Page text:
Wednesday, December 5, 2012

Statement by Advocates for Denver's Parks


At the November 8, 2012 meeting of the Parks and Recreation Advisory Board, Denver Department of Parks and Recreation (DDPR) Manager Lauri Dannemiller brought forward a request from the Denver Public Schools that 9 acres of the Hentzell Park Natural Area be “de-designated”. The proposed de-designation would allow DPS to use the land as a site, along with 2.5 acres of land adjacent to the site that is owned by the City, for a pre-school/elementary school complex. In exchange, a building at 1330 Fox Street, now owned by the Denver Public Schools and used for DPS programs, will house the city’s new Domestic Violence Center, a mayoral priority. DDPR would lose parkland as a result of this arrangement.

We do not take a position on the need for a new school in southeast Denver or on the location of a home for the City’s Domestic Violence Center. We do assert, however, that the loss of land that has been designated as a Natural Area in order to accomplish these goals sets an unacceptable precedent that could erode the quality and size of Denver’s park system.

The designated Natural Area is part of 71 acres of undeveloped parkland in southeast Denver along Cherry Creek called the Paul A. Hentzell Park.1 The parkland north of the creek has “some of the last remnants of native prairie vegetation in the City”; two areas contain a diverse collection of uncommon grasses and wildflowers; and a third has diverse prairie vegetation (see Hentzell Park Management Plan). The floodplain area adjacent to Cherry Creek contains cottonwoods and the areas away from the creek contain native and non-native species. The park department’s own Management Plan for Hentzell called for designation of some of this land as a Natural Area. The guiding vision was that it would be “restored as a showy example of the sandhills and riparian vegetation that once existed in the area” (p. 25). In 2007, the Parks and Recreation Advisory Board recommended, and the DDPR Manager approved, formal designation of the Natural Area.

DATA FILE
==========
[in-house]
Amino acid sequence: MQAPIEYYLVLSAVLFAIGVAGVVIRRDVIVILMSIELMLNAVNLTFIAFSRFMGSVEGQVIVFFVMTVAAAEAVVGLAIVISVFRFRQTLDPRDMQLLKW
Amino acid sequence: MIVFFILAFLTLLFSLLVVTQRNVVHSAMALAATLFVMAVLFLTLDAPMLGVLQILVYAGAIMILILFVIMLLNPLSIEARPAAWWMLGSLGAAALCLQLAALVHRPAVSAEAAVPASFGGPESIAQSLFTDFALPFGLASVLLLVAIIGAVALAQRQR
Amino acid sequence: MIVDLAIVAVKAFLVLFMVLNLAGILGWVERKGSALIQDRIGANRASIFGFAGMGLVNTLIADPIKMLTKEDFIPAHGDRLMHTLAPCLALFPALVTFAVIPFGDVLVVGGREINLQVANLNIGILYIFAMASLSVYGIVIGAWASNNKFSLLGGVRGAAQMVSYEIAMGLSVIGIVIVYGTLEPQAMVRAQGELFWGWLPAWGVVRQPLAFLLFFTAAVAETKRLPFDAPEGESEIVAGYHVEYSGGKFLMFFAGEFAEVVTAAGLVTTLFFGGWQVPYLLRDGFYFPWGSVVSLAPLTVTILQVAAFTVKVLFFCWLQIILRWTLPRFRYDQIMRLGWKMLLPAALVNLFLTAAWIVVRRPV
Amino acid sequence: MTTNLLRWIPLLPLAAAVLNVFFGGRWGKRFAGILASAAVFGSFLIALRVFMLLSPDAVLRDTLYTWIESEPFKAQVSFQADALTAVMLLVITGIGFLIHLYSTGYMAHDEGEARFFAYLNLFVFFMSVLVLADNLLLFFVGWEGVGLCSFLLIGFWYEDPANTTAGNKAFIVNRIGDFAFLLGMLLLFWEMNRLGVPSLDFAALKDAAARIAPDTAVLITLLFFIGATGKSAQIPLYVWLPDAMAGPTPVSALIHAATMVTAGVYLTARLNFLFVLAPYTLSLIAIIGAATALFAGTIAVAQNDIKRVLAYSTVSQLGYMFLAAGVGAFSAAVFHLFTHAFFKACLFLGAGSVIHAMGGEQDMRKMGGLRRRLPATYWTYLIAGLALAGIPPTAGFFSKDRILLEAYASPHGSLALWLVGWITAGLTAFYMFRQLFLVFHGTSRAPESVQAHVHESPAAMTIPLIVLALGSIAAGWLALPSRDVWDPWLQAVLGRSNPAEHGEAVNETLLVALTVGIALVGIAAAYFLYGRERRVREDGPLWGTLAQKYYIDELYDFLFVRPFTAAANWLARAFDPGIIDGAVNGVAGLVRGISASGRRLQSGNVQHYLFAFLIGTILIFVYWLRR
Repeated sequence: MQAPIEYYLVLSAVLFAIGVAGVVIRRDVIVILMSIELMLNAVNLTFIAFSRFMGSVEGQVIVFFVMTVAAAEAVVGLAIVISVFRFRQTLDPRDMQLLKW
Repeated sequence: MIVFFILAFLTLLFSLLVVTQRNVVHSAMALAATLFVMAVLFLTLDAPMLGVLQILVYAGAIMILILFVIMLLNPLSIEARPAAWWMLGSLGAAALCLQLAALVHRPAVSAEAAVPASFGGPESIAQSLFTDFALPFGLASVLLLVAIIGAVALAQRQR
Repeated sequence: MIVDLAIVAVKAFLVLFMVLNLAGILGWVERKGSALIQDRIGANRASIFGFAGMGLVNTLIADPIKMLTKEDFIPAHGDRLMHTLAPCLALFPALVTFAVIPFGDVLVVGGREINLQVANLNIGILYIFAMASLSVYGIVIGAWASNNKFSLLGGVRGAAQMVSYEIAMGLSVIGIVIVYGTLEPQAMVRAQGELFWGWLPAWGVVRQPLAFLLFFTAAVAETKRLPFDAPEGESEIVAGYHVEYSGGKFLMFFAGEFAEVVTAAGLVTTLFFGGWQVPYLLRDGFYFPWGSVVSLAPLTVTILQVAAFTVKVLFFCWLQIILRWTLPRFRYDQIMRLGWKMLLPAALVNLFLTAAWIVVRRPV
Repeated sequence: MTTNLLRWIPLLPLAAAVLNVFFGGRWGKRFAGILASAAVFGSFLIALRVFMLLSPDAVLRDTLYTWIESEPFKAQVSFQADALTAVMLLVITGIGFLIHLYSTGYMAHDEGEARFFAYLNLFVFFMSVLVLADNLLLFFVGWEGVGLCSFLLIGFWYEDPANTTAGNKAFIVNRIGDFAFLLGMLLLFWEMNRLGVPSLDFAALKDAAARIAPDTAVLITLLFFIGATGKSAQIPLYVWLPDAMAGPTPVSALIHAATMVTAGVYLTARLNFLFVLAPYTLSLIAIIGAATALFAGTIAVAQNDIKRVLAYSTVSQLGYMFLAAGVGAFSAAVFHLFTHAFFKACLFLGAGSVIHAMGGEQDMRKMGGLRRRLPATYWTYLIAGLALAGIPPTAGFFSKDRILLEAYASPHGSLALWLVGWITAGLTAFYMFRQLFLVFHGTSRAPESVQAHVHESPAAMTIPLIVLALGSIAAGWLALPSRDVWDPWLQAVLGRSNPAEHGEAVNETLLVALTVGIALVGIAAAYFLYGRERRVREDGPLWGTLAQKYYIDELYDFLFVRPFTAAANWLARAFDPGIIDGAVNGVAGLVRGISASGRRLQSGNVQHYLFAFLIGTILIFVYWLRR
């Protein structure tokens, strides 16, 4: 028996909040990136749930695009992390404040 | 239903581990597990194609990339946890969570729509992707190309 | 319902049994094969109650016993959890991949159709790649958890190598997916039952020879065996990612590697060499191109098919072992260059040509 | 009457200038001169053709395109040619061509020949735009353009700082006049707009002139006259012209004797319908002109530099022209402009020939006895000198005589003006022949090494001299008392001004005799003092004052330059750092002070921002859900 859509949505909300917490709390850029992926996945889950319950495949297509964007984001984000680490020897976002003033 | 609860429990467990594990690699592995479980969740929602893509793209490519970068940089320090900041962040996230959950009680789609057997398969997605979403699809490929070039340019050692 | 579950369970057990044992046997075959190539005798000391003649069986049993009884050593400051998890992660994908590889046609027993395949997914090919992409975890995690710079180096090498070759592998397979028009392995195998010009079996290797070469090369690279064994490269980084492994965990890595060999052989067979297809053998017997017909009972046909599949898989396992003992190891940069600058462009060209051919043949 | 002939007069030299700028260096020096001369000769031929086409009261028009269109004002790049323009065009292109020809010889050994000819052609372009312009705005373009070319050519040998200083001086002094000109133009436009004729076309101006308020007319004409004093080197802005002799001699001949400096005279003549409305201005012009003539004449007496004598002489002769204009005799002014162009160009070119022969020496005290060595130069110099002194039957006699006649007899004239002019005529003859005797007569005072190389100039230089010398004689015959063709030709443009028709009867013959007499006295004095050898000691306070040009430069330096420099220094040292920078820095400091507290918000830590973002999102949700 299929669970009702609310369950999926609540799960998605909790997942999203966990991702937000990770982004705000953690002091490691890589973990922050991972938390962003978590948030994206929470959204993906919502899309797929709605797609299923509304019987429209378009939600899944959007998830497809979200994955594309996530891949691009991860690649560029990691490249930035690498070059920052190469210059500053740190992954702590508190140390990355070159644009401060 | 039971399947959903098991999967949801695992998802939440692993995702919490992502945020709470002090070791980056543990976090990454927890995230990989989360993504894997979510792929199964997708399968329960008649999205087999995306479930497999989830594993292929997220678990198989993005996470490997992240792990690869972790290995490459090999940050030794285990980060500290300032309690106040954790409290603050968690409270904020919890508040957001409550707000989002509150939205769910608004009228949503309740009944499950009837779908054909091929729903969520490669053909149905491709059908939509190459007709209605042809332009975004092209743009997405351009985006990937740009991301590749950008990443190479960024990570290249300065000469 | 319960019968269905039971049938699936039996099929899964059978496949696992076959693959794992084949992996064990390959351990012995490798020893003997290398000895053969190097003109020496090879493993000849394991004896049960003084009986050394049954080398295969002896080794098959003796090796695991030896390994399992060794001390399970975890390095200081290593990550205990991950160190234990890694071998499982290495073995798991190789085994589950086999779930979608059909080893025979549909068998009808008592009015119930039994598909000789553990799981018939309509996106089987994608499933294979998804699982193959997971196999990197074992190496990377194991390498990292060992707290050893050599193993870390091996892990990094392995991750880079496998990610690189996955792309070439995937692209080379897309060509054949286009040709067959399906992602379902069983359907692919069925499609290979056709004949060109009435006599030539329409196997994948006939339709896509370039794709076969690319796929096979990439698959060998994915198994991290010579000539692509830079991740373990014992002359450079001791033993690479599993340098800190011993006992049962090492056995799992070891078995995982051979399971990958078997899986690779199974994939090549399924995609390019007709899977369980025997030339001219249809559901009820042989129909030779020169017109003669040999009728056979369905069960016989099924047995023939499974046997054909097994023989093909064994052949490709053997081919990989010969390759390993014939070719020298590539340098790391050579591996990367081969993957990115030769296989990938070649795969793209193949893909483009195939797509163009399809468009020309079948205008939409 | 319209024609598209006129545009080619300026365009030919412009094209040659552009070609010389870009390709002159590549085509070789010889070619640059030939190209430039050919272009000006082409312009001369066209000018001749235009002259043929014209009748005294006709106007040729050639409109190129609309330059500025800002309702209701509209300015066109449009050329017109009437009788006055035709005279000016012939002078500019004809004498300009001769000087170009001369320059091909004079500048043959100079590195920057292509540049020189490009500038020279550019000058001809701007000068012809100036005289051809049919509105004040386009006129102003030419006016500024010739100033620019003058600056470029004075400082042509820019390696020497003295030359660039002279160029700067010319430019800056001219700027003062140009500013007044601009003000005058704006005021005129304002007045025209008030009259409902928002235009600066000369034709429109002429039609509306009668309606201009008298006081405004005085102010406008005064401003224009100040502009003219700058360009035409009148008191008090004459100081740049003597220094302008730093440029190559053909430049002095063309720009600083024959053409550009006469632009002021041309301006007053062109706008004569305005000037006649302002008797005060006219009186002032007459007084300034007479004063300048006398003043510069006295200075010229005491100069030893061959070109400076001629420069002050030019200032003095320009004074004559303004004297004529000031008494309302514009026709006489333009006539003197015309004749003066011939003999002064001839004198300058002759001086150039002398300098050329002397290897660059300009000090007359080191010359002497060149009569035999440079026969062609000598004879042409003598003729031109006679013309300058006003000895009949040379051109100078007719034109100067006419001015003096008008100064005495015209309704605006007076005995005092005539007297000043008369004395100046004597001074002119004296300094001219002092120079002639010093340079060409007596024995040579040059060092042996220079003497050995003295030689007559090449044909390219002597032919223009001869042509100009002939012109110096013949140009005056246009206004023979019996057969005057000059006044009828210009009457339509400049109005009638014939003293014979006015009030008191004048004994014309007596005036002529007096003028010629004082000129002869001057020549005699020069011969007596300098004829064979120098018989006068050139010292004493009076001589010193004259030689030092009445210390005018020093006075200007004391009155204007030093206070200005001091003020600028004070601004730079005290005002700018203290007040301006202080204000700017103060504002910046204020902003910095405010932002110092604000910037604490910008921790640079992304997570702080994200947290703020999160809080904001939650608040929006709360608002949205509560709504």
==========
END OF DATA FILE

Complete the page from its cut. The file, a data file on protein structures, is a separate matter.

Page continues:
The controversy that has arisen over the de-designation of part of the Hentzell Park Natural Area has unearthed serious problems with the way in which Denver parkland is classified and protected. These problems include:

1. It is within the authority of the DDPR Manager to de-designate Natural Areas. We argue that all parkland managed by the DDPR including Natural Areas, Parks, and Open Spaces, for example, is held in the public trust. It is not land to be used (or sold) for purposes removed from conservation, preservation, and recreation. Indeed, the City Charter provides the model (see Part 4, Section 2.4.5): It explicitly prohibits the sale or leasing of land designated as a park by ordinance without approval by a majority of registered voters. Therefore, the de-designation of 9 acres of the Hentzell Park Natural Area violates the spirit of the City Charter.

2. A significant minority of what the DDPR labels as parks and the citizens of Denver have come to consider as parks, “parks” such as Stapleton or Ruby Hill, for example, have never been designated by ordinance as such. Therefore, these undesignated “parks” are at some risk of being used for whatever purpose a particular administration considers appropriate at the moment. This poses a threat to our current and future park system.

3. We need more not less land to achieve the goals of the Denver Department of Parks and Recreation stated mission (see the DDPR Game Plan). The population of Denver, now estimated to be 620,000, is expected to rise to 754,000 by 2030. In light of the projected increase in population and a likely increase in the density of population in urban areas, it is critical that we convert more land than we have at present to parkland of all types.